Newsom's campaign missed a deadline to submit his affiliation to California Secretary of State Shirley Weber for the Sept. 14 recall election. Newsom's campaign said it was inadvertent and asked Weber, who was appointed by Newsom, to allow the affiliation to appear.
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She said the issue needed to go to a judge and so Newsom filed a lawsuit. Newsom's Republican opponents criticized the lawsuit as an attempt to change rules everyone else must follow.
Newsom's elections attorney, Thomas Willis, and an attorney for Weber, argued during an hour-long hearing Friday that Newsom merely missed an arbitrary, harmless filing deadline and that it is in voters' best interest to know his party preference.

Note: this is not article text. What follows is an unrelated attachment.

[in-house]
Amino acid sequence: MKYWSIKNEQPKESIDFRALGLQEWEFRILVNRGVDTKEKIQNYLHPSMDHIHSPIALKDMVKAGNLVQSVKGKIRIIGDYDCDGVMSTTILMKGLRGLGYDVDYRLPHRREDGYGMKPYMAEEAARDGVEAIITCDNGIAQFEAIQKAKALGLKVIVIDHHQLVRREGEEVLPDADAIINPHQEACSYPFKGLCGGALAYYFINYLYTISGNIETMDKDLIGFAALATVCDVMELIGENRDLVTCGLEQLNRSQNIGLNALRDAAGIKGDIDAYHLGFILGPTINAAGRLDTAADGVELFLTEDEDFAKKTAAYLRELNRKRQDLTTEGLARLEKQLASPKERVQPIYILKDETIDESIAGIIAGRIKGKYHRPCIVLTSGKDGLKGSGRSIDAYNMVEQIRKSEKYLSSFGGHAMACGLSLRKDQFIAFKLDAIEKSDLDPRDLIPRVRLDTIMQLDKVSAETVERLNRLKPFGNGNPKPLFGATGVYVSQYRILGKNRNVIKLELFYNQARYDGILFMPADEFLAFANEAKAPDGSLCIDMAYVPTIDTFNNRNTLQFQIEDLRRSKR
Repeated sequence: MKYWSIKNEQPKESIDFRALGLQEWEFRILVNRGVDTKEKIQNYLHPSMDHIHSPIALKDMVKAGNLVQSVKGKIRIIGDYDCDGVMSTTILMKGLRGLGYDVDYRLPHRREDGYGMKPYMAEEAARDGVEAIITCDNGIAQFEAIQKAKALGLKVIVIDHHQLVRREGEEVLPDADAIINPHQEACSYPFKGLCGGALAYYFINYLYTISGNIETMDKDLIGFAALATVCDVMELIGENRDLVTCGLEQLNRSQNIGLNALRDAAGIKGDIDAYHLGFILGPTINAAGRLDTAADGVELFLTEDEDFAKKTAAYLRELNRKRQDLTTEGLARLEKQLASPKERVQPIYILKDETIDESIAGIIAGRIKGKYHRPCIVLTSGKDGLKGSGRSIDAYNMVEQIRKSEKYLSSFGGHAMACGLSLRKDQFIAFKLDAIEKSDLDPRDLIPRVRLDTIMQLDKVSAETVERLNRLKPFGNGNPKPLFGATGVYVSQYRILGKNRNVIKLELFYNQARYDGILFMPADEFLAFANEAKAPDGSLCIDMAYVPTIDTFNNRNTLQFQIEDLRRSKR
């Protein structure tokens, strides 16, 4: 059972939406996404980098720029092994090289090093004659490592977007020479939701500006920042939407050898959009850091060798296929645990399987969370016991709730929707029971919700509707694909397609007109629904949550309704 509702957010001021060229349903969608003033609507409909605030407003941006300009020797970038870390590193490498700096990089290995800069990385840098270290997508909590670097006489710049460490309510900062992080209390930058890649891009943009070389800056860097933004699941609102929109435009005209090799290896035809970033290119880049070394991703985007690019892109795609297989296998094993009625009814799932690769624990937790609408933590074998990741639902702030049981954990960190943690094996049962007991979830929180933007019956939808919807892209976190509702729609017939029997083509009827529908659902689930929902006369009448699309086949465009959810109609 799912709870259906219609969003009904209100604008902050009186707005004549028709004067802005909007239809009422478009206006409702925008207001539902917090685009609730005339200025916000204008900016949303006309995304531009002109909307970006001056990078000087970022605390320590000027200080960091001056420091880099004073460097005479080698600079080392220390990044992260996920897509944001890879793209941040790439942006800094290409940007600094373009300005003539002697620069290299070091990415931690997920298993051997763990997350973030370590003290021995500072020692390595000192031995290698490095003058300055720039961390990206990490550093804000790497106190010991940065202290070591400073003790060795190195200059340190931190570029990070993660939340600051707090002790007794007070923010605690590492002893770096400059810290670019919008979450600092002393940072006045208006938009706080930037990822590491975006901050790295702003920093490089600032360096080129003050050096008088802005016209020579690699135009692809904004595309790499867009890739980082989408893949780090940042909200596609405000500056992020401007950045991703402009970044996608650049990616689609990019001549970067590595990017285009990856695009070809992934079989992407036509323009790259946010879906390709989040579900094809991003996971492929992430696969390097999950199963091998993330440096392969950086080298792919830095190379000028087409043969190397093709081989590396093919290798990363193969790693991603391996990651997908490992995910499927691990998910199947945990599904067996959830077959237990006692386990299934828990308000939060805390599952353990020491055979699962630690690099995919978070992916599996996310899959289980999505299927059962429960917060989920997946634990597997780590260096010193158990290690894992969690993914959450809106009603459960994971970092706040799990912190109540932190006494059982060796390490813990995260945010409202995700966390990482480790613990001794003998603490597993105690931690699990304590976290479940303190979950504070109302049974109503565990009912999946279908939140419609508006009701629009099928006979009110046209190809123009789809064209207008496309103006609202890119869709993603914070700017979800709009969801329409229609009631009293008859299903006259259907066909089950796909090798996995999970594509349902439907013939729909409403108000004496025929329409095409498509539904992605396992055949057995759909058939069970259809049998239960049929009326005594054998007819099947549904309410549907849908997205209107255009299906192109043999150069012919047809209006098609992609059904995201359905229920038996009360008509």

Adding that information now wouldn't cause a procedural problem because elections officials still have enough time to ensure Newsom's party preference appears on the ballot along with those seeking to replace him, Weber said in a court filing.
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"At base this comes down to whether the governor of California has to follow the unambiguous law - and it just so happens, a law that he signed," countered attorney Eric Early, representing recall proponents including lead proponents Orrin Heatlie and Mike Netter and the California Patriot Coalition.
Sacramento County Superior Court Judge James Arguelles on Monday rejected Newsom's lawsuit, saying state law regarding the deadline is "unambiguous."